Scientific American—“Is Consciousness Part of the Fabric of the Universe?”

General discussion regarding Jaynes's theory of consciousness and the bicameral mind. Please only post your topic here only if it does not fit into a more specific category below.
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Scientific American—“Is Consciousness Part of the Fabric of the Universe?”

Post by minnespectrum »

Here’s another article that uses the word consciousness to mean something very different from what Jaynes meant by the term.

The sad thing is that they could have easily used another word (like “perception” or “awareness”); if they had done so, the ideas in the article would have been clearer, and might actually be worth considering.

One of the reasons why panpsychism and related philosophies have undergone a resurgence lately is that physical states, much the same as perceptions, can be described in informational terms (i.e., as the answers to yes/no questions about the external universe). Thus, it makes a certain amount of sense to suggest that the universe is “made of” awareness, of the non-conscious or pre-conscious sort that is characteristic of animals or very early humans. This isn’t necessarily inconsistent with Jaynes’ theory.

However, according to Jaynes, human consciousness is not solely about awareness of the world, but it also incorporates subjectivity or an internal sense of self, as well as metaphorical thinking and autobiographical memory, none of which is inherent to the laws of physics.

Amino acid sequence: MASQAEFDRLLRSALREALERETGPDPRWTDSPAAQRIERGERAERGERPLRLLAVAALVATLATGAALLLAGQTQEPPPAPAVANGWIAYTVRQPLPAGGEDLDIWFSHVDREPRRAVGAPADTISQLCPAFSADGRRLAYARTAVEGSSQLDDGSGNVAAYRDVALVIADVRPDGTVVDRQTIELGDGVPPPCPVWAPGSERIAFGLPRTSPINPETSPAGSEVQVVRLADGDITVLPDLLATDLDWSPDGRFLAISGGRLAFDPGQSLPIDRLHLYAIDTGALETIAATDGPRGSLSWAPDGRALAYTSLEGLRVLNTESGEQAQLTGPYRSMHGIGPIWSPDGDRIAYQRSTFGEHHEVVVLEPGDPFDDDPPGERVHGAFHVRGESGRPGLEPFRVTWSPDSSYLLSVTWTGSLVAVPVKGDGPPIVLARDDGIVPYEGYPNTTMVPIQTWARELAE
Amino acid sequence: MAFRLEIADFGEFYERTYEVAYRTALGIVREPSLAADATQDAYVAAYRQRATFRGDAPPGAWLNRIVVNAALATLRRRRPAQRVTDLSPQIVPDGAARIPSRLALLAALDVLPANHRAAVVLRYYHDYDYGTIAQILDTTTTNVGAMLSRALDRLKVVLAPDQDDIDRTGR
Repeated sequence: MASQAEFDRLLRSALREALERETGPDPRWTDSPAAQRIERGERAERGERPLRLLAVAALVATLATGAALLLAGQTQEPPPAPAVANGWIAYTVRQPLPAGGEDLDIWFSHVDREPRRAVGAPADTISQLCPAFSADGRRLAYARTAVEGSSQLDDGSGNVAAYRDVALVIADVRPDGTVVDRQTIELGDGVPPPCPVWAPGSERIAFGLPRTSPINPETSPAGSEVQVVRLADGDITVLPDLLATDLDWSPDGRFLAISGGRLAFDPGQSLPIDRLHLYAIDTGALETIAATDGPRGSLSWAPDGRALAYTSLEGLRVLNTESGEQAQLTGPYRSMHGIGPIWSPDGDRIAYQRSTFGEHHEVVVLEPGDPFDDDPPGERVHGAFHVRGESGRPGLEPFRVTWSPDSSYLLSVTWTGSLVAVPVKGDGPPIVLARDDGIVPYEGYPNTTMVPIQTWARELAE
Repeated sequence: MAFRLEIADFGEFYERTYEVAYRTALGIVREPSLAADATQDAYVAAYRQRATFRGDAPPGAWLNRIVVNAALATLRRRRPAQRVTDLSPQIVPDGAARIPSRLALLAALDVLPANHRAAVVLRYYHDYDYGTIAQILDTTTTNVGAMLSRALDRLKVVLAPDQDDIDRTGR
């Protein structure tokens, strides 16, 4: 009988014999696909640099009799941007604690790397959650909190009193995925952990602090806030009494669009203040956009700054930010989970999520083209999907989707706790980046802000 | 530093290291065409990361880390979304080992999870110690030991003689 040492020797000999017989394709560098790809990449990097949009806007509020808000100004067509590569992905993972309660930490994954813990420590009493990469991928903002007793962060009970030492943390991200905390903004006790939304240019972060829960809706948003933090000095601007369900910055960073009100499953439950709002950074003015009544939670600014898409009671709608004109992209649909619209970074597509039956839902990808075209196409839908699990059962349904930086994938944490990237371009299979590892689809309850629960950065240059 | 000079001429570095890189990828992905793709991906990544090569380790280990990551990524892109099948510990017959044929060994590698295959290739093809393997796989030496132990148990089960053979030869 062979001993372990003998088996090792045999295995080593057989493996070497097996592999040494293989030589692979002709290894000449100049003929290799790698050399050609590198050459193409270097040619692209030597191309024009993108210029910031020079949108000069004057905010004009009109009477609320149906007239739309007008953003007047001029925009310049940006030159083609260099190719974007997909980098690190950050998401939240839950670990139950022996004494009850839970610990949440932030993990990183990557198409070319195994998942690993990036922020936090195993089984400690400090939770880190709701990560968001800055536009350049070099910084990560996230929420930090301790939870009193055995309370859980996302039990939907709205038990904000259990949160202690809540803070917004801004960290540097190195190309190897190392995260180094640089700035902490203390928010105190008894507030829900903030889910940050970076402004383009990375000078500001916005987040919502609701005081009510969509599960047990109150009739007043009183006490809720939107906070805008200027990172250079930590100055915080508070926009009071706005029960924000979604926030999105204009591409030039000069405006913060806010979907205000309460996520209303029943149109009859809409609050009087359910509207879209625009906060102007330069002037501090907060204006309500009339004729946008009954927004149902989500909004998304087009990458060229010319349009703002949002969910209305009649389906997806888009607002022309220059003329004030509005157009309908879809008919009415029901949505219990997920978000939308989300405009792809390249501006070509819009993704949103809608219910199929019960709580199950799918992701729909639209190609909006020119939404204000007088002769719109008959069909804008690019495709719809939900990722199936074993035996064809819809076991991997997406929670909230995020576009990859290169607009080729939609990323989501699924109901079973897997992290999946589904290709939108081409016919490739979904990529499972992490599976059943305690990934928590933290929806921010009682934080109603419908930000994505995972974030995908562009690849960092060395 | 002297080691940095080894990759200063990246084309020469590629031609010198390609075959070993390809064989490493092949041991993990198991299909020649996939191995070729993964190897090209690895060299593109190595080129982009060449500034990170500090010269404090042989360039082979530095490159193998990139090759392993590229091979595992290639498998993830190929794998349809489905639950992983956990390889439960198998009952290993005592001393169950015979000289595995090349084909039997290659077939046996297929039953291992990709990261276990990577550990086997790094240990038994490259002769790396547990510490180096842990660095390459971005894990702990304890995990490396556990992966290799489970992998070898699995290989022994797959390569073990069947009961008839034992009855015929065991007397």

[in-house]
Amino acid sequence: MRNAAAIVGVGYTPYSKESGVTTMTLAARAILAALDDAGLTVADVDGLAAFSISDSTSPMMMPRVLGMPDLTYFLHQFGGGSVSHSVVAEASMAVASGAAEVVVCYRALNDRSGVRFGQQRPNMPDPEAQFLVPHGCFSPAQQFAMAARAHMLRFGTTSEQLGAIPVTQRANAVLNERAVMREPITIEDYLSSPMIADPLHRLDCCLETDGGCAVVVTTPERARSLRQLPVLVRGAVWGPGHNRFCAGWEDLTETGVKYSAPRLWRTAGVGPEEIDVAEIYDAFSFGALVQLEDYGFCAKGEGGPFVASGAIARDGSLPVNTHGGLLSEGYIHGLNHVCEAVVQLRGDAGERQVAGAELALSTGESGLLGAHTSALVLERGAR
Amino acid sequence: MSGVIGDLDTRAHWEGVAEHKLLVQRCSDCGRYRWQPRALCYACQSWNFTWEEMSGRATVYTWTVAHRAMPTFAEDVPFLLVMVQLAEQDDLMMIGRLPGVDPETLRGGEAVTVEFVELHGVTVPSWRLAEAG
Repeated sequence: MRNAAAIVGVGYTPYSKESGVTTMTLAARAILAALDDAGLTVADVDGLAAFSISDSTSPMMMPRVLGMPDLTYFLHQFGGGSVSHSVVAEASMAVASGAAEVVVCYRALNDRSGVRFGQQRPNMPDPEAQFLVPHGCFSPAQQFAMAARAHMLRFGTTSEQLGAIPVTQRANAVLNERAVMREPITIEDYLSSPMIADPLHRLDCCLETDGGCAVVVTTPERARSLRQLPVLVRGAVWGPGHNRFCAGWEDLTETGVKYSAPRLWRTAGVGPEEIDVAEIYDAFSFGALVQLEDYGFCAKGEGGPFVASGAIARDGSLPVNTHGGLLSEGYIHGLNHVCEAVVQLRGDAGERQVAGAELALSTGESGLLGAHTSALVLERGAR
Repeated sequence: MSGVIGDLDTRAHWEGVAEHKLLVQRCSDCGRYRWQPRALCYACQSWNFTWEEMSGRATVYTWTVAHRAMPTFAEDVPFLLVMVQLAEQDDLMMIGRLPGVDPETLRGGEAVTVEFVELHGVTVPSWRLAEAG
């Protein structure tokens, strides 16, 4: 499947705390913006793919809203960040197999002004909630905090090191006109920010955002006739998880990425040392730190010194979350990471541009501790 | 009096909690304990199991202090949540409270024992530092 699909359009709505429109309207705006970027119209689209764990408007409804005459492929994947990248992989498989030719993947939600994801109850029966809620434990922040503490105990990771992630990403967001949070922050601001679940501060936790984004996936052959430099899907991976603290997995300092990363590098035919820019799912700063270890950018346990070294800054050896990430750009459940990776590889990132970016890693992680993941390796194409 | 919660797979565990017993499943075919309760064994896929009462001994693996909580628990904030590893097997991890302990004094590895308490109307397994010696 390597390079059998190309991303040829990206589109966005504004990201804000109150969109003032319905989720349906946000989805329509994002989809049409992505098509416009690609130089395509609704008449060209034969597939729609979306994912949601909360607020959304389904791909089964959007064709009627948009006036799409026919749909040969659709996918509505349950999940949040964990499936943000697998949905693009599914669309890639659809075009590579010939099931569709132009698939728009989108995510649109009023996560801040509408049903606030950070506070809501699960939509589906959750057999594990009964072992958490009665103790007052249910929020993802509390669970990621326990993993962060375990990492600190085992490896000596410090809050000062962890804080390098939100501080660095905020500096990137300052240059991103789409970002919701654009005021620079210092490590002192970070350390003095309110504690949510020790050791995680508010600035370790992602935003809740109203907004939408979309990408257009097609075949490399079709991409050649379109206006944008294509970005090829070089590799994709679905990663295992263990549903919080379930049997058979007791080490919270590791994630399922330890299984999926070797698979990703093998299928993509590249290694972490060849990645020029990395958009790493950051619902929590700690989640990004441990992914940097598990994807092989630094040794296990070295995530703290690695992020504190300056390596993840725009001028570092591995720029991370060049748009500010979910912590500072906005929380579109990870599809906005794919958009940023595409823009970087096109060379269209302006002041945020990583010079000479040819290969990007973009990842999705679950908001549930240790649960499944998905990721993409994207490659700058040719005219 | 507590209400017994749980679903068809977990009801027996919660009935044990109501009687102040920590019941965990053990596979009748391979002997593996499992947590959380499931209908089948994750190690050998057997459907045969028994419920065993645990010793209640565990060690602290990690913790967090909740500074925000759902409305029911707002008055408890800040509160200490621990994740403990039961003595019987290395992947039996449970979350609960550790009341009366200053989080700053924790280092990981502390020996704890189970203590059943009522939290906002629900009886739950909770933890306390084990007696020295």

Incidentally, people who use psychedelics often report an “ego death” experience in which 1. the sense of self vanishes and 2. they suddenly feel as one with the universe. The idea that the fabric of the universe is a pure, non-subjective awareness (which Jaynesian consciousness actually obscures, to a significant extent) would seem to fit with this.

So, from a Jaynesian perspective, the answer to the question in the article’s title is no, yet it the people asking the question might be on to something; they are just looking in the wrong place.

I sometimes wonder why the “mainstream” science press keeps muddying the difference between consciousness and awareness. I actually think the reason may be that “New Atheists” and Steven Pinker types are disproportionately represented at publications like this, and a lot of them have a strong aversion to anything (like Jaynes’ theory, those of Jung or Freud, Romanticism, etc…) that implies humans are somehow exceptional or unique, or that they have a “mind” or “soul” of some kind. This is the same prejudice that earlier was a driving force behind behaviorism.

Any kind of human exceptionalism, to this crowd, is immediately suspect because it smacks of religious dogma, and may also be viewed as a betrayal of Darwin (despite not necessarily contradicting evolution at all). There is also a technocratic, neo-positivist attitude many of these people have, where objective, empirically observable “facts” are considered superior to subjective or anecdotal “feelings”. Muddling the distinction between “objective” awareness and “subjective” consciousness is a result. It makes sense that this group would see Jaynesianism as threatening because it focuses on the latter as the definition of what it is to be (a conscious) human.
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